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Title: Mixed-media theatre : a phenomenological exploration of body and technology chiasm in contemporary Greek theatre
Author: Nedelkopoulou, Eirini
ISNI:       0000 0004 2716 9279
Awarding Body: University of Reading
Current Institution: University of Reading
Date of Award: 2009
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The main aim of this research is to explore the ways that technologies of mediation bodily reconfigure participants' perception of themselves and others in a mixed-media theatrical milieu. In addressing the symbiosis of bodies and technologies, the study intends to delineate various modes and means of embodiment in the field of mixed- media theatre and to relate this field of practice to contemporary debates in both media and theatre studies. By introducing the phenomenological concept of 'chiasm', the thesis intends to define mixed-media theatre as a reciprocal exchange between body and technology which is predicated on the dissolution of the separation of different modes in theatre, namely the live and the mediated, the real and the virtual, physical and technological, human and non-human. The research aims to provide a language to articulate the lived experience of mixed-media theatre through a combined theoretical framework where performance theory, phenomenology, media theories overlap. In the thesis five different mixed-media examples of Greek performances are discussed in the light of various approaches to Merleau-Ponty's phenomenology. Each performance is considered to have offered a sensory lived experience which is explored mainly through the notions of 'flesh', 'invisible', 'reversibility', 'absence', 'gap' and 'instrumentation', which all interlink and reflect back to the key concept of 'chiasm'. The thesis regards mixed-media theatre as founded upon a relation between the participant and digital and electronic technology, recognising medial and corporeal dimensions in both body and technology. By starting with the assumption that there. is no truly mixed-media performance in which either bodies or technologies are self-sufficient, the thesis builds upon the realisation that mixed-media theatre is dependent on the embodiedness of the present participant who responds to and becomes part of an intercorporeal spectacle. Finally, this research suggests that the interrelation between body and technology opens up a field of new possibilities of corporeal engagement with mixed-media events.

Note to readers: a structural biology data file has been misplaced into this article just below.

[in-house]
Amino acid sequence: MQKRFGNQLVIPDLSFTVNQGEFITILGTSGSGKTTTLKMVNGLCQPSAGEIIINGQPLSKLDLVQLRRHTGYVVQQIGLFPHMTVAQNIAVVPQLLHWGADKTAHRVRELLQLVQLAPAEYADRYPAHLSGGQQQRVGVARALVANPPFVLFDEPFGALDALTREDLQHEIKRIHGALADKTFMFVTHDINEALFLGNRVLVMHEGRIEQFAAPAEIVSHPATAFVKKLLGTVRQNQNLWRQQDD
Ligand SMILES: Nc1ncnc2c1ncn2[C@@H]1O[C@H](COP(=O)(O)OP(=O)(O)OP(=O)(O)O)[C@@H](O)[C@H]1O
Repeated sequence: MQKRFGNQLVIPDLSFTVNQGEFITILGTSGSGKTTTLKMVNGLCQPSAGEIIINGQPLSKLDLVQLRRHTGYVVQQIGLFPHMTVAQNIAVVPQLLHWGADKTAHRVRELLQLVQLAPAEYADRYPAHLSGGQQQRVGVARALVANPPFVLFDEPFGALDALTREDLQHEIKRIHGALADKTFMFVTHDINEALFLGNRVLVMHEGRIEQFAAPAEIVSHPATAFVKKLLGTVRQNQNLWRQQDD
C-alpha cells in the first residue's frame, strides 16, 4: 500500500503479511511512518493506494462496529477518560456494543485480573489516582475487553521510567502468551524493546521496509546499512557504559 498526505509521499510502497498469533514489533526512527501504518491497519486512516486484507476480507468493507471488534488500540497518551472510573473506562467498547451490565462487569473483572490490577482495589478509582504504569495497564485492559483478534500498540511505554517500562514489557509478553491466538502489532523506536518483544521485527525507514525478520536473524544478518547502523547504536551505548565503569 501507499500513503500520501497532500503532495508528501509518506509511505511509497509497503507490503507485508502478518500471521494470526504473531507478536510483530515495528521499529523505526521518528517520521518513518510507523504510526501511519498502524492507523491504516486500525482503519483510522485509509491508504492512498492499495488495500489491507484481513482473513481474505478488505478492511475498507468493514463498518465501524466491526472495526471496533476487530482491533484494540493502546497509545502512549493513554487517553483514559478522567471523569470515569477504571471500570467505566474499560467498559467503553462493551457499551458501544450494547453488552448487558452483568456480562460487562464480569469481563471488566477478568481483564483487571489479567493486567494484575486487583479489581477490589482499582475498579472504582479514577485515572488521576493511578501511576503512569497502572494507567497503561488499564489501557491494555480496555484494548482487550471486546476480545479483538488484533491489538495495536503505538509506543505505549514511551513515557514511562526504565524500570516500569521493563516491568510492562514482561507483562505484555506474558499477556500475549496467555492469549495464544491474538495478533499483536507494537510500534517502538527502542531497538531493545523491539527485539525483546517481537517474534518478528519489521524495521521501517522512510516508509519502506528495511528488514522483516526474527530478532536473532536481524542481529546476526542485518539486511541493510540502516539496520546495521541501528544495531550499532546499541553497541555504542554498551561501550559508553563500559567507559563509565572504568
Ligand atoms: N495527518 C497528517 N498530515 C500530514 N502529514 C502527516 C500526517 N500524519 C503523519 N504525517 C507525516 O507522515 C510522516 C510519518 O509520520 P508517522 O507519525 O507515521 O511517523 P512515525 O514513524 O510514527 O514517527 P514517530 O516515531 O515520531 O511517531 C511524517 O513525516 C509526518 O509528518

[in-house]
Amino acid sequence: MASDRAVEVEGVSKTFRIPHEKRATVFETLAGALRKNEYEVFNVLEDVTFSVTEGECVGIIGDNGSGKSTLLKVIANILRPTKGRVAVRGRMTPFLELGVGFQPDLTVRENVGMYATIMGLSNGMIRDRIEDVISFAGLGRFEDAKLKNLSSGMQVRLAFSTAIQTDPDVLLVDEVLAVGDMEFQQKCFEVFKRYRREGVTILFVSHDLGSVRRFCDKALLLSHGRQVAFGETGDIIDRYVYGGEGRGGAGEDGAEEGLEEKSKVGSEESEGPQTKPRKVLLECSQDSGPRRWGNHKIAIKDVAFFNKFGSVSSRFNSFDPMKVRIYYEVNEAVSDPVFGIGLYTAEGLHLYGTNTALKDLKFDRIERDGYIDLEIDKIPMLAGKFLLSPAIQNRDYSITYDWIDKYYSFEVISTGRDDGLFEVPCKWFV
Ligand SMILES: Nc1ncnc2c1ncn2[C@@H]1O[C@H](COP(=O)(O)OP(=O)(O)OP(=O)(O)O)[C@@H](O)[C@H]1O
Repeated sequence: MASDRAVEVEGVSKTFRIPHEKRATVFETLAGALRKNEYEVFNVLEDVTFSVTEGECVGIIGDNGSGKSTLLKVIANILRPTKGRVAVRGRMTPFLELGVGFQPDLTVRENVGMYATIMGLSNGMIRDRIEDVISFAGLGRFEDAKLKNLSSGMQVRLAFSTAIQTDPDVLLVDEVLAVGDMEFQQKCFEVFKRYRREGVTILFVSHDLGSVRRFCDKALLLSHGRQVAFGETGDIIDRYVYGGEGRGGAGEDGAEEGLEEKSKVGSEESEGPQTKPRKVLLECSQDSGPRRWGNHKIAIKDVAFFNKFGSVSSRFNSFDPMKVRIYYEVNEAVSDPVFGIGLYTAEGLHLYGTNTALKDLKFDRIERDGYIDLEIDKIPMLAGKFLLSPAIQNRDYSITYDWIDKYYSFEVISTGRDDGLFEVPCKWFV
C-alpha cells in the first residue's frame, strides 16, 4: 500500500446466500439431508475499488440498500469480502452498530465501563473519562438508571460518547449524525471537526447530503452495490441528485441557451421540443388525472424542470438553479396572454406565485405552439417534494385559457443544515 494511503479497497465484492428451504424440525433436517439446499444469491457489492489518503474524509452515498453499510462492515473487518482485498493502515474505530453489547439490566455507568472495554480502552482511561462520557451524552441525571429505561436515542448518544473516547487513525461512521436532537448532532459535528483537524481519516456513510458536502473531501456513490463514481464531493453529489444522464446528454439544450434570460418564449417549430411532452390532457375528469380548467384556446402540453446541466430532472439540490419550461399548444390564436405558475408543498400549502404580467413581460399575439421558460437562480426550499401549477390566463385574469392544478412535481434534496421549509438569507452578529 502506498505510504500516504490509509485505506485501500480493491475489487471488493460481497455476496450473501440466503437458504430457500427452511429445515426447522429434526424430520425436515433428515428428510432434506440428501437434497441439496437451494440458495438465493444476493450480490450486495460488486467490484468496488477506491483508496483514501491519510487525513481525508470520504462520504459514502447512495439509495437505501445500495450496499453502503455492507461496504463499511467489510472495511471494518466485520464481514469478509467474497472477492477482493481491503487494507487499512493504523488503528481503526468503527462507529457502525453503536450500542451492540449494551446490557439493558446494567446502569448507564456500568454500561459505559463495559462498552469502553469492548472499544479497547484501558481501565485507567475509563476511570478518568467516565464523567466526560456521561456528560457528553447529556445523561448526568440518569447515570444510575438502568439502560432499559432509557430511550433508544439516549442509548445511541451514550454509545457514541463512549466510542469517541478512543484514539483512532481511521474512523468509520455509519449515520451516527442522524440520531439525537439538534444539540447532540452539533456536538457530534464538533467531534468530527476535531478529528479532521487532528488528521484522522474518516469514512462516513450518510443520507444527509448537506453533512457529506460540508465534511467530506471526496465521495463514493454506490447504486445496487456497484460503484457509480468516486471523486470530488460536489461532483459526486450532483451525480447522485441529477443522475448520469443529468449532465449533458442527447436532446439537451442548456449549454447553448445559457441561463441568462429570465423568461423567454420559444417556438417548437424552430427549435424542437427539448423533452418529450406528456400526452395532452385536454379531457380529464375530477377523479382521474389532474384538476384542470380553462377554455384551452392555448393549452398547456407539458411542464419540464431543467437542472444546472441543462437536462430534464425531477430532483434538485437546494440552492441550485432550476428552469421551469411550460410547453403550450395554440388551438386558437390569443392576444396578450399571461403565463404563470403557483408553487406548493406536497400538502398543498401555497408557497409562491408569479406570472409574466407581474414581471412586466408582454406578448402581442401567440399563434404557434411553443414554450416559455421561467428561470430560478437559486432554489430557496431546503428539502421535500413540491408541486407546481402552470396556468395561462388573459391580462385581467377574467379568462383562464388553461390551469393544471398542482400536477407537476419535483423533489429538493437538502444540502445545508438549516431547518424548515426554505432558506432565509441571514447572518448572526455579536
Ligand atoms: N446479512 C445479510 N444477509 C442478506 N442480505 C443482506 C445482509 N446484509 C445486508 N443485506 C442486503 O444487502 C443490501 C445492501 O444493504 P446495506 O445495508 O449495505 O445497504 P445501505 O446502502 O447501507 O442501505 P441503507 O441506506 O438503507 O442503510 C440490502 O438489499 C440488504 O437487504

Supervisor: Not available Sponsor: Not available
Qualification Name: Thesis (Ph.D.) Qualification Level: Doctoral
EThOS ID:  DOI: Not available